Intellectual Property Rights
Trademark dilution is a trademark law concept which forbids the use of a famous trademark in a way that would lessen its uniqueness. In most cases, trademark dilution involves an unauthorized use of another's trademark on products that do not compete with, and have little connection with, those of the trademark owner.
An example of trademark dilution: a famous trademark used by one company to refer to software products, might be diluted if another company began using a similar mark to refer to cosmetic products.
The concept of trademark dilution developed in the 20th century to protect trademarks as a property right, securing the investment the trademark owner has made in establishing and promoting a strong mark.
It was in the 1990s that the United States enacted a law against trademark dilution. Even though the concept of trademark dilution was being discussed in academic circles in early 20th century, it was only later that the states began adopting trademark dilution laws.
Trademark law was originally focused on the need for consumer protection. Consequently, trademark law traditionally concerned itself with situations where an unauthorized party sold goods that are directly competitive with or at least related to those sold by the trademark owner.
A trademark dilution happens when the use of similar or
identical trademarks in other non-competing markets means that the trademark in and of
itself will lose its capacity to signify a single source. In other words, unlike ordinary
trademark law, trademark dilution protection extends to trademark uses that do not confuse
consumers regarding who has made a product. Instead, trademark dilution protection law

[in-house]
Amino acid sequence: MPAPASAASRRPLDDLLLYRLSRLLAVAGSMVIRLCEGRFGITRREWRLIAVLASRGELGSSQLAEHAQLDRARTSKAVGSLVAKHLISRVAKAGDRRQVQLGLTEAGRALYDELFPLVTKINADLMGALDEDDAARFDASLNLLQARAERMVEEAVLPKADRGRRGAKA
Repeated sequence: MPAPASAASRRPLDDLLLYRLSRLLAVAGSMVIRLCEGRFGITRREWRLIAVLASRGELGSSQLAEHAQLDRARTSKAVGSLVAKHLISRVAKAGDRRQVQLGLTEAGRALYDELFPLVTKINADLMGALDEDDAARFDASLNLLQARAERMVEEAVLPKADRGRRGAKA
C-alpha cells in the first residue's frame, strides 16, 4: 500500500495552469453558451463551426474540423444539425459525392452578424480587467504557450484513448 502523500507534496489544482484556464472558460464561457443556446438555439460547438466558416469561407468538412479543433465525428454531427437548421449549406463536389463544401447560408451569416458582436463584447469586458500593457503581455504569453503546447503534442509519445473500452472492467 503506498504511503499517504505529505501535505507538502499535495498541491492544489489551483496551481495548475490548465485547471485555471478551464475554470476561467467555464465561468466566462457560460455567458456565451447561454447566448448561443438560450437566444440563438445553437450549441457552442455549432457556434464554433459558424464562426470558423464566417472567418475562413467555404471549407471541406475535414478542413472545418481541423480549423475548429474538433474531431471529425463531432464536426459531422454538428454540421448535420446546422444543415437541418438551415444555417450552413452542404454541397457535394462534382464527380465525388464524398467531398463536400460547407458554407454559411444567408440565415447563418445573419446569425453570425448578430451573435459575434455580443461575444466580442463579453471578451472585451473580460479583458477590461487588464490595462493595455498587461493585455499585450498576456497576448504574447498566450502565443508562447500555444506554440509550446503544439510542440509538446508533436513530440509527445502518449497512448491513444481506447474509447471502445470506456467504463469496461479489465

aims to protect sufficiently strong trademarks from losing their singular association in
the public mind with a particular product, perhaps imagined if the trademark were to be
encountered independently of any product (just the word Xerox for example).
The strength a trademark must have to deserve trademark dilution protection differs among jurisdictions, though it generally includes the requirement that it must be distinctive, famous, or unique. Such trademarks would include instantly recognizeable brand names, such as Samsung, or Sony, and unique terms that were invented (such as Exxon or Enron) rather than surnames (such as Ford) or ordinary words in language. Some jurisdictions require additional registration of these trademarks as defensive marks in order to qualify for trademark dilution protection.
Another way of describing the necessary strength of a
trademark may establish some basis for trademark dilution protection from a consumer
confusion standpoint. Truly famous trademarks are likely to be seen in many different
contexts due to branching out or simple sponsorship, to the extent that there may be very
few markets, if any, that a consumer would be surprised to see that famous trademark
involved in. A prime example may be the past involvement of Coca-Cola in clothing lines.
Trademark dilution is sometimes divided into two related concepts: blurring, or essentially basic dilution, which "blurs" a mark from association with only one product to signify other products in other markets (such as "Tata Pressure Cooker"); and tarnishment, which is the weakening of a mark through unsavory or unflattering associations. Not all trademark dilution protection laws recognize tarnishment as an included concept.
Prior to specifically targeted laws being adopted, trademark dilution protection was used in some jurisdictions to attack domain name infringement of trademarks.
Rajrathnam V P, Attorney/Advocate and IPR Consultant - email@example.com